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Publications (23)

  • Matthew Tcheng · Ismael Samudio · Eric A. Lee · [...] · Paul A. Spagnuolo
    Article · Aug 2016 · Leukemia and Lymphoma
  • L. Angka · P.A. Spagnuolo
    [Show abstract] [Hide abstract] ABSTRACT: PURPOSE: Concomitant use of nutraceuticals with chemotherapy is very common. Cancer patients self-medicate to relieve the side effects associated with chemotherapy, improve disease outcome and to regain control of their medical care. However, there is limited empirical evidence on potential drug-nutraceutical interactions and their resulting effect on chemotherapy efficacy. METHOD: To investigate drug-nutraceutical interactions we created and screened a library of commonly used nutraceuticals for their modulatory effects on the activity of cytarabine and daunorubicin, two primary chemotherapeutics used to treat acute myeloid leukemia (AML). Combination screening was performed in 3 AML cell lines (OCI-AML2, KG1a and U937) using the MTS viability assay. Lead compounds were validated using with the Annexin V/ Propidium iodide assay and CalcuSyn drug combination software. RESULTS: We identified zinc as a nutraceutical that enhanced AML chemotherapy efficacy with combination index (CI) values of 0.649, 0.632 and 0.615 at EC 25, 50 and 75, respectively; CI values <0.9, >1.1 or between 0.9-1.1 denote statistical synergy, antagonism or additivity, respectively. In contrast, we show that echinacea hindered AML chemotherapy efficacy by significantly reducing the ability of cytarabine to induce cell death. CONCLUSION: Given the positive and negative effects of nutraceuticals, patients undergoing chemotherapy must consult with their oncologist before consuming over-thecounter supplements. © 2015, Canadian Society for Pharmaceutical Sciences. All rights reserved.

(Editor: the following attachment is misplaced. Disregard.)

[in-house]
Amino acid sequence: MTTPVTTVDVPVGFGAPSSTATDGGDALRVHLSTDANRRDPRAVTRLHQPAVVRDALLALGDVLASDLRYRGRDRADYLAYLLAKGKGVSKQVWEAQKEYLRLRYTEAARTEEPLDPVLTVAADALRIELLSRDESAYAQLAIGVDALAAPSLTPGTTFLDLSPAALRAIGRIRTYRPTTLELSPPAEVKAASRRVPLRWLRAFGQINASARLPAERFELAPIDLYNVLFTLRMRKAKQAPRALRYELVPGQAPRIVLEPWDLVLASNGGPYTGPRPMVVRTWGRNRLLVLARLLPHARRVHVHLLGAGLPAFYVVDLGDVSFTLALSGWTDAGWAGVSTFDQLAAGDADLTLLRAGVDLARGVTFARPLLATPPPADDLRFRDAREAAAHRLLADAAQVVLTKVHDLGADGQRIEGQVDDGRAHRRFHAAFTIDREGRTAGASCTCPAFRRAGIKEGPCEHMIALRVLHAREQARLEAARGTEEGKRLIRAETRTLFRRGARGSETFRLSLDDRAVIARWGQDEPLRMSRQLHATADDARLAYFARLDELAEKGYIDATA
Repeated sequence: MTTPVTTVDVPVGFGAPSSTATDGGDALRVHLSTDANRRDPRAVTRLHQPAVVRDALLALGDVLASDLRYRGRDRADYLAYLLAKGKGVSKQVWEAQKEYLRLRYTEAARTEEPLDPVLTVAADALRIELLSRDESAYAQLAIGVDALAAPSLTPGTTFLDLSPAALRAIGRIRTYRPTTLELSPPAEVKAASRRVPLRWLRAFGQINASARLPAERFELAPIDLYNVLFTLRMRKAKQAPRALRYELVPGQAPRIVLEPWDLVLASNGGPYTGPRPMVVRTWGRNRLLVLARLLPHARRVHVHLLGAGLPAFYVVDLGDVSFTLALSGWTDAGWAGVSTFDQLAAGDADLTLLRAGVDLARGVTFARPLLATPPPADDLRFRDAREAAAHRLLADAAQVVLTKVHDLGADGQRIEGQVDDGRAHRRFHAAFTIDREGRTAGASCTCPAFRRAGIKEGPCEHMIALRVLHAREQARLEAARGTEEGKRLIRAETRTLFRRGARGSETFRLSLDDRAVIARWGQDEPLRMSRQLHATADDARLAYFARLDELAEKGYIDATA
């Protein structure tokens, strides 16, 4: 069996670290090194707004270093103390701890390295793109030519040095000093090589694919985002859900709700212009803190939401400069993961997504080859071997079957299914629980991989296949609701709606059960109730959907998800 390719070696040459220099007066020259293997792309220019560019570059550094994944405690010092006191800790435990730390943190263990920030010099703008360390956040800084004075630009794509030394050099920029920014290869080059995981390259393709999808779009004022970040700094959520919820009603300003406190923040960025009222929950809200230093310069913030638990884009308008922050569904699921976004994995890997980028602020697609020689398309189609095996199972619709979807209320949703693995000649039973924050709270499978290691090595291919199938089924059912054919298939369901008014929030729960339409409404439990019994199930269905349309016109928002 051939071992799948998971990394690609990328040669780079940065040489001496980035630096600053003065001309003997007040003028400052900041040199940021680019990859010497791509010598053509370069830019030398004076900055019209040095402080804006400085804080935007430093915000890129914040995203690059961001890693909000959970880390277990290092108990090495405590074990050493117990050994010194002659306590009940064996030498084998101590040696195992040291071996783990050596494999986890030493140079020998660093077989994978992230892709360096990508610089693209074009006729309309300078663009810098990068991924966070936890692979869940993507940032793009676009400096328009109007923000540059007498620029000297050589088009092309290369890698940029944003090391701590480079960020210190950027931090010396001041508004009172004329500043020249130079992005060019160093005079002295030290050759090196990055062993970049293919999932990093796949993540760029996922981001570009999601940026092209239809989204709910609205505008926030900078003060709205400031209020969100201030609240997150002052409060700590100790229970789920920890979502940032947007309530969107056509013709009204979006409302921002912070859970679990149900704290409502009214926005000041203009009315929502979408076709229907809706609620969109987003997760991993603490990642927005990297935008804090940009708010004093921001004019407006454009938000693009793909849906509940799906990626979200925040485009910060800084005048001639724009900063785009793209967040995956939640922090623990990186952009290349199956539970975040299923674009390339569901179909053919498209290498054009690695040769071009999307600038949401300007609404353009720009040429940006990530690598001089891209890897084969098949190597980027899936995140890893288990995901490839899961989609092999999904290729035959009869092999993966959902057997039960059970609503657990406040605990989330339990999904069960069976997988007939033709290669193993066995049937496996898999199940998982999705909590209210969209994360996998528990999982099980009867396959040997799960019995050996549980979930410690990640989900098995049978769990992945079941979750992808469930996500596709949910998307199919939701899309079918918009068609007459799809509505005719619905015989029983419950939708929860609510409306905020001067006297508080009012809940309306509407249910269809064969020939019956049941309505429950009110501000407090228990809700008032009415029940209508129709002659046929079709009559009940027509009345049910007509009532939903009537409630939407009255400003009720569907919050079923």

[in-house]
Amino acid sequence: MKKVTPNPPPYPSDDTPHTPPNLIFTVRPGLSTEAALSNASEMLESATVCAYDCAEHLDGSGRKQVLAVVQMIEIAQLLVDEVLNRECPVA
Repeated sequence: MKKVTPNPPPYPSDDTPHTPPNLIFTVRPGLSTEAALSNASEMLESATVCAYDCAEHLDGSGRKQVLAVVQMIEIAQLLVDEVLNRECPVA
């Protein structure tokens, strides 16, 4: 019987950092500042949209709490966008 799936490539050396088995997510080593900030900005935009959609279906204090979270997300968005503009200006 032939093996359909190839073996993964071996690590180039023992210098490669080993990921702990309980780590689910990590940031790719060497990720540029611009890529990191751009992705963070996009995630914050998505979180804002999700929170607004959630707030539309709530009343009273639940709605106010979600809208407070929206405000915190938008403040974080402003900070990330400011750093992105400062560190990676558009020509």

Article · Aug 2015